10 Best Albums Of The 1990s

What is the best album of the 1990s? Thousands of you voted, and the results are in - see the full top 10 here.

10 Best Albums Of The 1990s
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The 1990s was a magical time for music. While big business beamed commercials at us from an ever-growing fleet of cable-connected TVs, music and the counter-culture rebelled with all the energy of the early punk movement. Perhaps it's ironic that the best-loved records achieved their fame through major record labels, but whatever the medium, it was an inspiring time. Most of us will remember the 1990s one way or another; either as an adult and seeing these bands for themselves, or as a kid and seeing them through the commercial lens of TV. Either way, we all remember the rush of seeing real underground music breaking through - and there were plenty of surprises from genres we didn't expect as the decade wore on. On Wednesday we asked you to nominate and vote for your favorite albums of the 1990s. Thousands of you took part, and now the results are in. Who released the best album of the 1990s? Read on to find out.

10. Nirvana "Nevermind" (1991)

Nirvana purists might find "Nevermind" too clean-cut and polished, but there's no denying it sparked a revolution. It knocked Michael Jackson off the top of the charts, and peeled the lid on a world of underground rock waiting to be discovered by the mainstream.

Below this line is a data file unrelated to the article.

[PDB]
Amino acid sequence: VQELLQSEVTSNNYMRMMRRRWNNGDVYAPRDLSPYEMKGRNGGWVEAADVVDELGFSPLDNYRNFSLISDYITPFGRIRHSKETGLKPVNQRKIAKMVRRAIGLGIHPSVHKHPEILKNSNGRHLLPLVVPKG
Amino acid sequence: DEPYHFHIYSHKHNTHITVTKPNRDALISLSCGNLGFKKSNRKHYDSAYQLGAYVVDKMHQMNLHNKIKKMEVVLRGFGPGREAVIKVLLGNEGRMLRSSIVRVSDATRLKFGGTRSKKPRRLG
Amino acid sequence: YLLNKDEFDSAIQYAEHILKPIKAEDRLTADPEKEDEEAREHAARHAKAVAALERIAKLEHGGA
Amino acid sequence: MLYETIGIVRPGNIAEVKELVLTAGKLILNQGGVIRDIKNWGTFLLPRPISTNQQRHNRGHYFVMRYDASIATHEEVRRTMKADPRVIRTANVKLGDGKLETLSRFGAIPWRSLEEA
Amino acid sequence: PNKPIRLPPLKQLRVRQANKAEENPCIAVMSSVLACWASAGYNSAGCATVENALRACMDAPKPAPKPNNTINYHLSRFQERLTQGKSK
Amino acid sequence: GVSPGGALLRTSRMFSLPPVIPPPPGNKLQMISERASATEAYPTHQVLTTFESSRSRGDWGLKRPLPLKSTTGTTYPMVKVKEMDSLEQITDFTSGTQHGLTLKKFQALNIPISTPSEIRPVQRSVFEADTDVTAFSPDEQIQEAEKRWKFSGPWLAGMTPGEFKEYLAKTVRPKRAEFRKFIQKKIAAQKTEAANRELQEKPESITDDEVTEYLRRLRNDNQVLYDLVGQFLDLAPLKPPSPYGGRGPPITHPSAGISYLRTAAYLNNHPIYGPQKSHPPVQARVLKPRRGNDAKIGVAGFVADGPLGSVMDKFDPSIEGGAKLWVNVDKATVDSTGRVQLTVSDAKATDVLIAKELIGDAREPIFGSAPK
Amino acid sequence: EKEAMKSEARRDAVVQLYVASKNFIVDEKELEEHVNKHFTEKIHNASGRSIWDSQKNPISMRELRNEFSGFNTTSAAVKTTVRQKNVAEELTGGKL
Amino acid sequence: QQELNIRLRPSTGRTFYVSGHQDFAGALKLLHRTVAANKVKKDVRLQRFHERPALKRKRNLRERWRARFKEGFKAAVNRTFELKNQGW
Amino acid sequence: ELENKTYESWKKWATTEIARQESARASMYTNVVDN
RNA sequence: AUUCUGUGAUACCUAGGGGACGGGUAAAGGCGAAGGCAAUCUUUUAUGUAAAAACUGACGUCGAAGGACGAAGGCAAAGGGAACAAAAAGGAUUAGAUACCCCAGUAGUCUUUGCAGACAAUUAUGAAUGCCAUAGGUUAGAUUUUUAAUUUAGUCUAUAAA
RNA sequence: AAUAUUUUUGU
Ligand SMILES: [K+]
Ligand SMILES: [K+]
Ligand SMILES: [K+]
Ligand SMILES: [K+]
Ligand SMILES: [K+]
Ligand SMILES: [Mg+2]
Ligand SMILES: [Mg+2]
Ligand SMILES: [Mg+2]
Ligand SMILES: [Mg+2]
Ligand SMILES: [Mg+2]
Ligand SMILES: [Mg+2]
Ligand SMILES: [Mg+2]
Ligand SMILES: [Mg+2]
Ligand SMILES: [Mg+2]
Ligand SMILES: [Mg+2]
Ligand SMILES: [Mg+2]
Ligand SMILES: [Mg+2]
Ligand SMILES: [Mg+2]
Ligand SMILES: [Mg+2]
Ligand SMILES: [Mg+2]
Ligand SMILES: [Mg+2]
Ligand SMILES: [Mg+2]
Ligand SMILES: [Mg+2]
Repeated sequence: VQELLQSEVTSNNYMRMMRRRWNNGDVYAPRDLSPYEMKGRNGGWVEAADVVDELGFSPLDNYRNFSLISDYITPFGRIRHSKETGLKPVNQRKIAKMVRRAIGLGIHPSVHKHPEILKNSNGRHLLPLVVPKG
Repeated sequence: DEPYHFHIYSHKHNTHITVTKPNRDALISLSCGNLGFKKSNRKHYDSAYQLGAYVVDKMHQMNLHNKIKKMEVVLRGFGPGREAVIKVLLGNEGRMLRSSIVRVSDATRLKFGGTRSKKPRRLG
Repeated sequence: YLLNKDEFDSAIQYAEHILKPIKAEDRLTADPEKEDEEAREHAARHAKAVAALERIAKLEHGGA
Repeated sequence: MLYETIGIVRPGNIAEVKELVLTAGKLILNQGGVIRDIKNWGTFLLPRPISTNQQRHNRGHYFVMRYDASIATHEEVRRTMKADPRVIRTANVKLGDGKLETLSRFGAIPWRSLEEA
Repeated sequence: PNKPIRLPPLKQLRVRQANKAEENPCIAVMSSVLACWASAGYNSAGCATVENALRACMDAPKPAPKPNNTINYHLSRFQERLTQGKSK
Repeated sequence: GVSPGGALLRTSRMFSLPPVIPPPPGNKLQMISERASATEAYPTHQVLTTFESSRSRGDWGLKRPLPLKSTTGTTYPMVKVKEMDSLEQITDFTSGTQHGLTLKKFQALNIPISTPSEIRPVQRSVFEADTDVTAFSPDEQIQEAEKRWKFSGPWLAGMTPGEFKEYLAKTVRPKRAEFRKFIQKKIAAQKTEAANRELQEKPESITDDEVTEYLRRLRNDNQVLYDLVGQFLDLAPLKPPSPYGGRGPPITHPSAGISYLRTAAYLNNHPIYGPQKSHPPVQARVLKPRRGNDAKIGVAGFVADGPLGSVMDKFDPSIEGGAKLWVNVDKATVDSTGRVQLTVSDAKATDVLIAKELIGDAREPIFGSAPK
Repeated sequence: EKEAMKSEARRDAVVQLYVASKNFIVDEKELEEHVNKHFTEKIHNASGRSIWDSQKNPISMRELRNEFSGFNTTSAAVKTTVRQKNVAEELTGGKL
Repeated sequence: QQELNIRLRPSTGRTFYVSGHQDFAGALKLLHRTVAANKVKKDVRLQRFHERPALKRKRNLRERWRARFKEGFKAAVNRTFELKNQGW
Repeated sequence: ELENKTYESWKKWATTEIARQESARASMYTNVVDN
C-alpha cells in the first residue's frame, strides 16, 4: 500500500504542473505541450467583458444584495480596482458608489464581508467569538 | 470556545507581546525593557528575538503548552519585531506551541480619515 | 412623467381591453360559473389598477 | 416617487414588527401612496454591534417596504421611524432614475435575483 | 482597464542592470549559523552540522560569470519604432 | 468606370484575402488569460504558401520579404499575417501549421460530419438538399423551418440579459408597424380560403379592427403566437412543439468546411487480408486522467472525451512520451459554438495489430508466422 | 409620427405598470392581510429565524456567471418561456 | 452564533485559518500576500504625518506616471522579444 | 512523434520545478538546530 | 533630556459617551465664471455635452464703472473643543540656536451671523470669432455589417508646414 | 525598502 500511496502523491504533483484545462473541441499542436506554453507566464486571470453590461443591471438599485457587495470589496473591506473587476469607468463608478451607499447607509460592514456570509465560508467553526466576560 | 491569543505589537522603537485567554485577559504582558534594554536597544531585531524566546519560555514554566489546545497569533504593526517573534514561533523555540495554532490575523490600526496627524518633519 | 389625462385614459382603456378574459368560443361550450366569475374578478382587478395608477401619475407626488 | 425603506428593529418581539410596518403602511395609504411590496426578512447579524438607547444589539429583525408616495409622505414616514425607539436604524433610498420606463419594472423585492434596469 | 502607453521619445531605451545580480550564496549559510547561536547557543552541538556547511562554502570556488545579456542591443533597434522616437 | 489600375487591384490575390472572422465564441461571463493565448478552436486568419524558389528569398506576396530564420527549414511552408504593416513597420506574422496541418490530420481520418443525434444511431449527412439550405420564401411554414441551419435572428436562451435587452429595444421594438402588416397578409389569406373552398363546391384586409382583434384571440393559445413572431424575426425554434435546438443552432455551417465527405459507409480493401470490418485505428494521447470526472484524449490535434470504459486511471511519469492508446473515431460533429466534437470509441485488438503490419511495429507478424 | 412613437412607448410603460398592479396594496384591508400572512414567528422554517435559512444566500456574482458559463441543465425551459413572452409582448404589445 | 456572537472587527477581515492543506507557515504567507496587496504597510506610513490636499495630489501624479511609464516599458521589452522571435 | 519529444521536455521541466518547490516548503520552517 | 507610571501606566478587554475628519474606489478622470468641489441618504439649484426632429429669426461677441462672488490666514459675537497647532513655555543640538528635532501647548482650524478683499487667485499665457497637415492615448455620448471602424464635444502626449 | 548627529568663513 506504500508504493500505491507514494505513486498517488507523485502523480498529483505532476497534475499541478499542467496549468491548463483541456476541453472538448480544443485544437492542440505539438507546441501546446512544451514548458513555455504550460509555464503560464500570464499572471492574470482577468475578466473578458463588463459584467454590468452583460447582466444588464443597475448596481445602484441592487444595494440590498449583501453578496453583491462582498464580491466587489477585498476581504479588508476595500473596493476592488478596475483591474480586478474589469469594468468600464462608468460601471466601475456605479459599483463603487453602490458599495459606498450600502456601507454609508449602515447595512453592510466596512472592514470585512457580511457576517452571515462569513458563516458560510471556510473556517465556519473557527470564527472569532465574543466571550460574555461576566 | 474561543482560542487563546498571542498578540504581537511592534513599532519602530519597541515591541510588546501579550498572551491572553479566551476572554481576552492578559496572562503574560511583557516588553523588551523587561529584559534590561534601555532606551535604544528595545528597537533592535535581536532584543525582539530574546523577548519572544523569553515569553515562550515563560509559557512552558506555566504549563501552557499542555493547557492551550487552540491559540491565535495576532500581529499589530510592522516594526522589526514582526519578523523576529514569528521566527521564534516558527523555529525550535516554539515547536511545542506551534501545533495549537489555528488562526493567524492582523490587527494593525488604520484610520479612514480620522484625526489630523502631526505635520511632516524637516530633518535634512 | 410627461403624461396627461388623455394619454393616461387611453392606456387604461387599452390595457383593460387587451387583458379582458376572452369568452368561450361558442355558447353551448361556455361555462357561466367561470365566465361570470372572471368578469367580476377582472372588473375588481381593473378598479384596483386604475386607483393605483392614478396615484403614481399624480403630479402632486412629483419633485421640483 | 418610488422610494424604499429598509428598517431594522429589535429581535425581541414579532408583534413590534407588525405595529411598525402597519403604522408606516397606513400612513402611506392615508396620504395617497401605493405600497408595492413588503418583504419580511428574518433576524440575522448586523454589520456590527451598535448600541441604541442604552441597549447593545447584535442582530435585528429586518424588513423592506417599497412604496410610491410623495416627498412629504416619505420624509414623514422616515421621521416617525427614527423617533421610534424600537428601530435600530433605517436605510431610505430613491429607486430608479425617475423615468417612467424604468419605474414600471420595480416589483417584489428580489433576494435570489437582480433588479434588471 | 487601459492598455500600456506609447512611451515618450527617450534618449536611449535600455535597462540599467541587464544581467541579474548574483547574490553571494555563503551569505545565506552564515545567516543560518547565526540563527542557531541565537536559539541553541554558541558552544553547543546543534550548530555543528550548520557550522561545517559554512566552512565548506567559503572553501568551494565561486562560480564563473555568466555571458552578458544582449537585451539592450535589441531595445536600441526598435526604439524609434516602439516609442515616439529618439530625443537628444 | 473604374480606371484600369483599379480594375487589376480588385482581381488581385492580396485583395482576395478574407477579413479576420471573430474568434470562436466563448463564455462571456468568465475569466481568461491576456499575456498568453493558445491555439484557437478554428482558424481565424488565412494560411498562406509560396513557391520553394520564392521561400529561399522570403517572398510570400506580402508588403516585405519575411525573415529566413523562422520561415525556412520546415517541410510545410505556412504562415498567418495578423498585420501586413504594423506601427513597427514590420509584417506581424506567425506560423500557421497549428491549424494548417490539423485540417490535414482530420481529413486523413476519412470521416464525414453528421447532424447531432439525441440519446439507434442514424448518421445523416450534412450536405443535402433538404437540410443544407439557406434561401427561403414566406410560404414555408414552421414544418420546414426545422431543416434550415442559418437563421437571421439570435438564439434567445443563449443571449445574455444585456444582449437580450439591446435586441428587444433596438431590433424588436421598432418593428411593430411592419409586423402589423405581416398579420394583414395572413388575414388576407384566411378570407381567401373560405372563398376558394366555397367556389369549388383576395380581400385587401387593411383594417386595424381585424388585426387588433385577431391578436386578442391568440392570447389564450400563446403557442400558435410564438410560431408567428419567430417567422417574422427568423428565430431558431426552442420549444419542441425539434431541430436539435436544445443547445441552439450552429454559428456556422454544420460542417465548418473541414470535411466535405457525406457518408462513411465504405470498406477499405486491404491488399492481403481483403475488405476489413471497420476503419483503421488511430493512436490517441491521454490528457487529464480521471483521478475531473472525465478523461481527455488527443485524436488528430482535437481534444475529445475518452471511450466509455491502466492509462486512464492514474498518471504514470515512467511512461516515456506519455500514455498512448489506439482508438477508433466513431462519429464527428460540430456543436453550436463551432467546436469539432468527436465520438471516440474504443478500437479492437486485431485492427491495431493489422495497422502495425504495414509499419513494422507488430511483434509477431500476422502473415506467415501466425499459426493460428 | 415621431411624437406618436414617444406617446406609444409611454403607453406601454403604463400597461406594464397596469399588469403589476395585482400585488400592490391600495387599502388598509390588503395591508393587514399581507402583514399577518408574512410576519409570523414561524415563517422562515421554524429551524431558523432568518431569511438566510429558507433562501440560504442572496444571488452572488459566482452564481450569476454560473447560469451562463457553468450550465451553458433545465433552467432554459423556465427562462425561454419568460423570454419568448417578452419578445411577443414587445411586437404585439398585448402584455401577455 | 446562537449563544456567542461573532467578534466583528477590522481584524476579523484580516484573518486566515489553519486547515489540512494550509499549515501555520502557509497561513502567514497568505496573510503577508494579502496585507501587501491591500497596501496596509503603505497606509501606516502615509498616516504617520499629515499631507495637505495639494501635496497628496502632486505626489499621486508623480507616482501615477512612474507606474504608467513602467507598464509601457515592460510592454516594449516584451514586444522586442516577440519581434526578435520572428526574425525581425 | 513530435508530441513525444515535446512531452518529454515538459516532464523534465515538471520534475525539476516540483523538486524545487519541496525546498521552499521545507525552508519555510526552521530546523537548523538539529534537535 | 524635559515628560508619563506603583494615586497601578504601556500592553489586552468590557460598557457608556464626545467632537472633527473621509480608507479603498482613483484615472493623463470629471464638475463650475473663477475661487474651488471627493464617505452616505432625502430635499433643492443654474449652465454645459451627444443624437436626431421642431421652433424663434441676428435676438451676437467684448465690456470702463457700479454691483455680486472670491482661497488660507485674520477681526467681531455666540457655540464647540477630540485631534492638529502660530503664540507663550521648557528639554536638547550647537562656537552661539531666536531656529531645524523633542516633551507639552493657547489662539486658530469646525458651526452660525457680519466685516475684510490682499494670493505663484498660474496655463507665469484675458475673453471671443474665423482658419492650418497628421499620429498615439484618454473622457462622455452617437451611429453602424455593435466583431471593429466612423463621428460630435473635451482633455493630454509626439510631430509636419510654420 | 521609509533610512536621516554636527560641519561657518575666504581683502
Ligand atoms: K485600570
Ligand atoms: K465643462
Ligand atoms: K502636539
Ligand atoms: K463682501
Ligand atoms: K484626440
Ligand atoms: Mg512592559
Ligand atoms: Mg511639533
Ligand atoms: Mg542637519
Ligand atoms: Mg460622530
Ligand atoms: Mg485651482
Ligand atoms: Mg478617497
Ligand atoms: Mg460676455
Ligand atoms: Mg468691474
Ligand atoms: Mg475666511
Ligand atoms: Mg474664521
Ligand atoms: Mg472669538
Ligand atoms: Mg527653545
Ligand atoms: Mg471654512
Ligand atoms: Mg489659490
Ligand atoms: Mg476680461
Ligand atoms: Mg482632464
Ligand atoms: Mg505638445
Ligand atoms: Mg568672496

9. Green Day "Dookie" (1994)

Their early fans branded Green Day as sell outs when they signed to Reprise Records for "Dookie", but the resulting record didn't skimp on punk integrity. It was fast, exciting, young, and the perfect antidote to increasingly commercial times.

8. Megadeth "Rust In Peace" (1990)

Dave Mustaine had already made his name as part of the Metallica lineup, but it took this album - their fourth LP - to break Megadeth into the metal mainstream. It also marked the first time they got through an album recording without firing the producer before the end.

7. Radiohead "OK Computer" (1997)

One of music's great ironies could be how Thom Yorke warns against our technological future on a bed of cutting-edge electronic production. Almost every inch of this record is cold, frightening and bleak - a set of emotions that few could emulate again, including Radiohead themselves.

6. Alice In Chains "Dirt" (1992)

It's a wonder this album was ever finished. Singer Layne Staley would shoot heroin in front of everyone in the studio, then get mad when people told his to clean up; two other members battled drink problems, and Jerry Cantrell suffered from depression following the death of his mother and best friend. "I was going through a tough time, everyone was, but that's what made the album stronger and more intense," he later said.

5. Tool "Aenima" (1996)

To think an album as experimental and dark as this went to number 2 on the Billboard chart is incredible. The recording might be looser and fuzzier than later releases, but that's part of why many Tool fans still adore it.

4. Pearl Jam "Ten" (1991)

"Ten" may have been as instrumental in bringing alt-rock to the masses as Nirvana's breakthrough with "Nevermind". Most of the songs started as instrumental jams, with singer Eddie Vedder adding lyrics about his experience of depression and homelessness later.

3. Red Hot Chili Peppers "Blood Sugar Sex Magik" (1991

On prior album "Mother's Milk", the band felt restricted by its producer Michael Beinhorn who pushed for Anthony Kiedis to sing radio-friendly lyrics. With this album, producer Rick Rubin took them to an old mansion and encouraged them to be themselves. The result was an honest, authentic record that stands out as one of their best